5.4.1. m0n0wall Announcements List

If you are running m0n0wall, we strongly suggest subscribing to the announcements mailing list by sending a blank email to <m0n0wall-announce-subscribe@lists.m0n0.ch>. This is a very low volume list that can only be posted to by Manuel Kasper. It might get 10 messages a year. It's important to subscribe so you are kept up to date on any new releases, and will know if any security issues are discovered.

5.4.2. m0n0wall Documentation Announcements List

You might also wish to subscribe to the documentation updates list if you want to keep up to date on major changes to the m0n0wall documentation. Send a blank email to <m0n0wall-doc-announce-subscribe@lists.m0n0.ch> to subscribe. This list can only be posted to by Chris Buechler, and is very low volume with typically less than 10 messages per year.

5.4.3. Explore the Possibilities

m0n0wall is capable of much more than the basic two interface LAN/WAN setup you now have running. Peruse the m0n0wall Handbook for information on implementing more of m0n0wall's capabilities.

Chapter 6. Troubleshooting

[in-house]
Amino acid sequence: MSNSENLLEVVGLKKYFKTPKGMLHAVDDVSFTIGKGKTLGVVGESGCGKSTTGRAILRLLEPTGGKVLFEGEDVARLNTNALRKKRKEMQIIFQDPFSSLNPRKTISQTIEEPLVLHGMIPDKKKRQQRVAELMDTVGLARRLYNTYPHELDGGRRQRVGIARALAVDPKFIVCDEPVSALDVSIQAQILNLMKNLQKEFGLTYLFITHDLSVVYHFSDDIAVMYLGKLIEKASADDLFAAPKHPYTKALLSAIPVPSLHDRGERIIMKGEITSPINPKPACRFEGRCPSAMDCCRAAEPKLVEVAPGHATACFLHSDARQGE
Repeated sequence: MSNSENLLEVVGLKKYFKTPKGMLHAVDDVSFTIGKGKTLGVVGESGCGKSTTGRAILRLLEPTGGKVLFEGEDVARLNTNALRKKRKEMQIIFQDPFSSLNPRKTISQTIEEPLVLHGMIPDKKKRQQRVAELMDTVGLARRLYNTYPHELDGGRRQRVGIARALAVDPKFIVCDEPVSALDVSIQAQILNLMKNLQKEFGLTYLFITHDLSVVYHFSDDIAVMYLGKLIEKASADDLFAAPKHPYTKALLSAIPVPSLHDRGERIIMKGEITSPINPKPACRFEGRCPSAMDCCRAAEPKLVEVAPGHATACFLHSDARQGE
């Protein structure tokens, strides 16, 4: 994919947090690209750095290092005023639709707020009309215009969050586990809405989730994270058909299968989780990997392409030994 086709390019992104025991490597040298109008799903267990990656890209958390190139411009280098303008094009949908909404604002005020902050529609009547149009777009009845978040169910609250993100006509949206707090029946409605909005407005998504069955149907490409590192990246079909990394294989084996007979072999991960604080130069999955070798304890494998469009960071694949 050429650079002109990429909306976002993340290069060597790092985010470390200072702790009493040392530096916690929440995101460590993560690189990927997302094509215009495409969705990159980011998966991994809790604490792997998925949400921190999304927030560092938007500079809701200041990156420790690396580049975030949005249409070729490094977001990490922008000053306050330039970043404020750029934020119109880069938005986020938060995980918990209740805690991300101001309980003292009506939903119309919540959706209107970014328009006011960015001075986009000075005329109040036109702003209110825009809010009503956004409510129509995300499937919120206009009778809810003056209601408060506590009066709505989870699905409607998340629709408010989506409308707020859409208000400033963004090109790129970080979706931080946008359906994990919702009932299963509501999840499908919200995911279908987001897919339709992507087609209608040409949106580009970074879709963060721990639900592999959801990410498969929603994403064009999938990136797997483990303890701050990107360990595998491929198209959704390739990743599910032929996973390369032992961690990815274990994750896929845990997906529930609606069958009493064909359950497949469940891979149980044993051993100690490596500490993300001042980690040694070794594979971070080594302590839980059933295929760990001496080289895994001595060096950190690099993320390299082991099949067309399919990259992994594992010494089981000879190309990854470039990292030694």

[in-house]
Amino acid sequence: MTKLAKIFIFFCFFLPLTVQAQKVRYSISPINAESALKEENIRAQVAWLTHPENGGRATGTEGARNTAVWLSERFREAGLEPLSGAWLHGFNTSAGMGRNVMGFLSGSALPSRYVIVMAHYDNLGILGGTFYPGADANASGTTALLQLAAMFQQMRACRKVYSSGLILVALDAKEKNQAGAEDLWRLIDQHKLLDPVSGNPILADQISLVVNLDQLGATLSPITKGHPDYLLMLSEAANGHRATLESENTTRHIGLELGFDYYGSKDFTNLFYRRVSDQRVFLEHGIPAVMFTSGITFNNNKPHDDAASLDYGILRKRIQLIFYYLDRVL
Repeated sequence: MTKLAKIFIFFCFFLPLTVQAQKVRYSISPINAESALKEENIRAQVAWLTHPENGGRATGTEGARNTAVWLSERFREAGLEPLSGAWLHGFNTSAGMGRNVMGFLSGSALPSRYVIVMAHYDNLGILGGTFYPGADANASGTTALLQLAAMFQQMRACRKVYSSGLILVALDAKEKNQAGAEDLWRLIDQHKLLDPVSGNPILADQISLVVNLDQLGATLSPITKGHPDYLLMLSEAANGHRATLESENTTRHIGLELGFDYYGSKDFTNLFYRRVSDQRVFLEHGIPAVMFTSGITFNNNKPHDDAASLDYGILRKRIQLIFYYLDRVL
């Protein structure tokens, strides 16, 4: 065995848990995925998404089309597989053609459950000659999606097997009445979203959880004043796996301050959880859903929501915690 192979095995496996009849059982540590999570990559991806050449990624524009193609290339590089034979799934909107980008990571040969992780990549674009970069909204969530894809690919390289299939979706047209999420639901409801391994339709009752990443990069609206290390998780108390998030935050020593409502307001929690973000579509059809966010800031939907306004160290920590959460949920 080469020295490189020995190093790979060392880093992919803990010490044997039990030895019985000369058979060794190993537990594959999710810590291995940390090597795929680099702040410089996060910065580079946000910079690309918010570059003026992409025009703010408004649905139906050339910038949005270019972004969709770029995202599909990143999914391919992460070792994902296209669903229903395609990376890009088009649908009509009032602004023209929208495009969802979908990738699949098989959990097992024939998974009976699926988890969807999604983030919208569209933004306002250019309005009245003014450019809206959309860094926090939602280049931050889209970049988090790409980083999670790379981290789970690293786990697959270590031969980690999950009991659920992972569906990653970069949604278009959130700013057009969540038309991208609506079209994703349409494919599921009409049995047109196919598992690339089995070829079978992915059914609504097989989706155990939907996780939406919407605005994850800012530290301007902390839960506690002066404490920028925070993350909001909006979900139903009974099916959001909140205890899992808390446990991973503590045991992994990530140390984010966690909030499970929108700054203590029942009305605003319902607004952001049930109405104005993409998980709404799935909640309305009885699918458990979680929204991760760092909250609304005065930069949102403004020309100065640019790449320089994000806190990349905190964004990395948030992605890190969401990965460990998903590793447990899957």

Some of the problems you may run into in the process of following this guide, and their associated troubleshooting steps follow.

Network interfaces are not detected

Cannot access Internet from LAN after configuring WAN Interface

Cannot access webGUI from LAN

Cannot get link light on network interface(s).

Glossary

DHCP

Dynamic Host Configuration Protocol.

LAN

Local Area Network. A network that typically includes computers which are physically close, such as in one office, usually connected with hubs and switches rather than routers.

NIC

Network Interface Card. A.k.a. network card, or Ethernet card.

NAT

Network Address Translation. A technique whereby IP traffic from multiple IP addresses behind a firewall are made to look to the outside as if they all come from a single public IP address.

See Also Wikipedia Network Address Translation page .

WAN

Wide Area Network. A network that spans a large area, typically including routers, gateways, and many different IP networks.

In the context of firewalls, the WAN interface is the one directly connected to the Internet.